Stock TipsRachel Fershleiser once said “If I die, tell the New York Times I liked soup.” Then she made this soup zine with her friend Ami Greko. I think the Times will be able to figure it out on their own. Most of the zine (which you should buy at Housingworks) is made up of recipes, drawings, and awesome manually cut and paste zine layout stuff. But I’m a huge food science and history nerd. So I wrote this:

A Secret History of Shitty Beef Stock

When you want to make great beef stock, you might leave some meat on the bones, but what you’re really after is the connective tissue in the joints. You want it to dissolve into gelatin and make your stock all thick and sticky and delicious. And that takes a long time. Any meat that’s left at the end is soft and tender and falls apart right away.

But that’s not always how they did it. For a shockingly long time Europeans thought that if you boiled some meat a little bit, then the meat would get tough and gray because all the good stuff had already seeped into the water. Brillat-Savarin, who did much of his eating in pre-revolutionary France, thought that you could get the precious osmazome out of meat simply by leaving it in cold water, and that the “Extractable parts” came out through light boiling, but that gelatine was something else entirely.

This completely non-gelatinous beef stock was seen as halfway between medicine and food, and the 18th century French called it a restaurant, because it ‘restored’ your vital energy. In 1765 some shops in Paris started selling it on the street, and now we’ve got a whole industry named after shitty beef stock.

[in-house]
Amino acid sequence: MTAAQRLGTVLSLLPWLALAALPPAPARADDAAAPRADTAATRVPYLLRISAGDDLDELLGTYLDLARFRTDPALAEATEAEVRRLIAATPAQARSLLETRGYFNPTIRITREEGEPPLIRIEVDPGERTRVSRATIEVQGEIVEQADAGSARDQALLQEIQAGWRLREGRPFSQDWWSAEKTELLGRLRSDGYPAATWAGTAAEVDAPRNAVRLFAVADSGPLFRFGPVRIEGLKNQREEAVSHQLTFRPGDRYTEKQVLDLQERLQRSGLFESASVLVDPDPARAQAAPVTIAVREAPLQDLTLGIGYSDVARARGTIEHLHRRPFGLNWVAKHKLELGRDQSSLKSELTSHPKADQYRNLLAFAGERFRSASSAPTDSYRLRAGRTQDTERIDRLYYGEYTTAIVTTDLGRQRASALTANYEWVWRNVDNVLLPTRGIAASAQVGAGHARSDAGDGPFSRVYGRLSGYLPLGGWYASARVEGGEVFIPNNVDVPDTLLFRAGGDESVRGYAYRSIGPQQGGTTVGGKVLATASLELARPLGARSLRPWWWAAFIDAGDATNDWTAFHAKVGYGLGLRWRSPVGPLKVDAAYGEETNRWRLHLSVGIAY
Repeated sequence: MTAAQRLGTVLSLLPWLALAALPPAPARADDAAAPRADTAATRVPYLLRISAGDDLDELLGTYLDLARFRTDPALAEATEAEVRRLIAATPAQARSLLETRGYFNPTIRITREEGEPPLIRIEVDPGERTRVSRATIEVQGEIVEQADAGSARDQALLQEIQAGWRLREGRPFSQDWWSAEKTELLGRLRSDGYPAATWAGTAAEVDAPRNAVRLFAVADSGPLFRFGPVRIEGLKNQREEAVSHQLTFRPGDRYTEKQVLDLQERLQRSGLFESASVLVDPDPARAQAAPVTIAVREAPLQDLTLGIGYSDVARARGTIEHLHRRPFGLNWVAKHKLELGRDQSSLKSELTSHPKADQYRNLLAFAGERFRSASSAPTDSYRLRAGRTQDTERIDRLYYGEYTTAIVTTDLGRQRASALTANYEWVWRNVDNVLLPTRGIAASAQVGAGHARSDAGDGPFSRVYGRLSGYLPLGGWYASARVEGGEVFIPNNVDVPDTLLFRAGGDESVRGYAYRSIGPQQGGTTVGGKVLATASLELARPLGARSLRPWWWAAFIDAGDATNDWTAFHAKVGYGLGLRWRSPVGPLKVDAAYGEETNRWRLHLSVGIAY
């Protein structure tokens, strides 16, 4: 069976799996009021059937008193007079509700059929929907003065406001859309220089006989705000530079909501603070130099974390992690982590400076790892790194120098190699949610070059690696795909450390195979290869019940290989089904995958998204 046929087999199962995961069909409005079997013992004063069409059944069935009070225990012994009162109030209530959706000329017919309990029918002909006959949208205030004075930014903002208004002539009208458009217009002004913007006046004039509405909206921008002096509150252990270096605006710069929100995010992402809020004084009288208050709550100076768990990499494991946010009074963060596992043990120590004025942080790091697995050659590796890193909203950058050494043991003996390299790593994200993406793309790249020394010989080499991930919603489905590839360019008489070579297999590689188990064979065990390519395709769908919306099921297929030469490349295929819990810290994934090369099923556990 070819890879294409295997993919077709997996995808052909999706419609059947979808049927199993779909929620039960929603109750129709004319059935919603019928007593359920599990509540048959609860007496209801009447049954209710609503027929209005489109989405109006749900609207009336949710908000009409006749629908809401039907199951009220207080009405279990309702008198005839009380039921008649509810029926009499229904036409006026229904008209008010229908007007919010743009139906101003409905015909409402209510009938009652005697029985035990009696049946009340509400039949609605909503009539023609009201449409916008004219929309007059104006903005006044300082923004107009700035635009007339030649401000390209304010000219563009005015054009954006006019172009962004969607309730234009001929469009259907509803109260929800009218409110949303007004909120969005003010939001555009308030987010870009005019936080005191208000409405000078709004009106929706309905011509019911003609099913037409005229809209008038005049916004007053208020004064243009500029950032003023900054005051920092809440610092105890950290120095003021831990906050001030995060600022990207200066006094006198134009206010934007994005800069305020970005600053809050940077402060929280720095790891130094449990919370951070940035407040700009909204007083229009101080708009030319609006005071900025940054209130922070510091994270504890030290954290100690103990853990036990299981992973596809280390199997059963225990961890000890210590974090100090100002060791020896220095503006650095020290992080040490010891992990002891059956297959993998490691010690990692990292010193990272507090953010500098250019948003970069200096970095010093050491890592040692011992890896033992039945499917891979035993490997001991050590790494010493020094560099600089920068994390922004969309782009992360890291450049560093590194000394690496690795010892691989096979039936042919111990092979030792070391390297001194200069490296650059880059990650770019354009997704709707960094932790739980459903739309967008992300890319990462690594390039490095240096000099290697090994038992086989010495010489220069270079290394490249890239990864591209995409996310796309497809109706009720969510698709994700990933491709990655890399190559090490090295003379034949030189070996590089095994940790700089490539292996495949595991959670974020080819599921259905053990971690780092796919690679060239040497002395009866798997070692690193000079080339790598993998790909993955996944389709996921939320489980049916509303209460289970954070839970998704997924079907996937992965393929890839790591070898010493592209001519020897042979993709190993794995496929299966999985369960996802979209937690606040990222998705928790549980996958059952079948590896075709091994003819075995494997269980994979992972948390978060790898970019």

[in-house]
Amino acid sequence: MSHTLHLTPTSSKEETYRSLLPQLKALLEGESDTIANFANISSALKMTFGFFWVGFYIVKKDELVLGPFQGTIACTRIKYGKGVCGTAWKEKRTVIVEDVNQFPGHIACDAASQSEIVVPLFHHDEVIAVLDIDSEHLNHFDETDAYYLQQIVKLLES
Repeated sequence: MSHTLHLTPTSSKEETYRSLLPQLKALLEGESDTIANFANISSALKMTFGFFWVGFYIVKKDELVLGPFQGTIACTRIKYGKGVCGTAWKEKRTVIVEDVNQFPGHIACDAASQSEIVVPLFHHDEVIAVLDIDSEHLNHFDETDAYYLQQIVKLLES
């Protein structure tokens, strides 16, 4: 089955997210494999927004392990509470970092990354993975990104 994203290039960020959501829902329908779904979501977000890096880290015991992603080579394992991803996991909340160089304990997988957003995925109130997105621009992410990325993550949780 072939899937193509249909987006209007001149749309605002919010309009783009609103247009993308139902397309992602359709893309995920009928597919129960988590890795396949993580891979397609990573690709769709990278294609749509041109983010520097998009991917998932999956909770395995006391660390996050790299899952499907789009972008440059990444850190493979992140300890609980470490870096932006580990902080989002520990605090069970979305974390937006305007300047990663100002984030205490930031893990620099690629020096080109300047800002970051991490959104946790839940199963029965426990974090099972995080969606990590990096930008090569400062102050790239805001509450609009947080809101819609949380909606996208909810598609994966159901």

In the middle of the 19th century, the German chemist Justus von Liebig got very excited about the exact same substance. He proclaimed it “nitrogenous” (the “pro-biotic” of the day) and the very, very best substance for health and nutrition.

But our friend Liebig didn’t stop there. Beef was phenomenally expensive in Europe, and so cheap in South America that after slaughtering the cows to make leather, you’d just let the meat sit and rot. If only someone could come up with a way to get the “extractable parts” out of the meat, and preserve them for shipping to Europe…

Enter the Liebig Extract of Meat Company! They set up shop in Uruguay, among other places, and proceeded to make shitty beef stock in enormous quantities, turn it into little dry powdery cubes, and ship it back to Europe. And so the stock cube, too, was born from shitty beef stock!

Someone else mixed a similar ‘extract of beef’ with more dried and ground beef in England and created Bovril, which is now owned by Unilever, who also own the domain name Good for them.

So that was fun, but the paper copy has awesome formatting that I didn’t do, because I do words, and Ami is the zine professional. She also did the cross-stitch cover image for the zine. It’s awesome. And Housingworks has paper copies.

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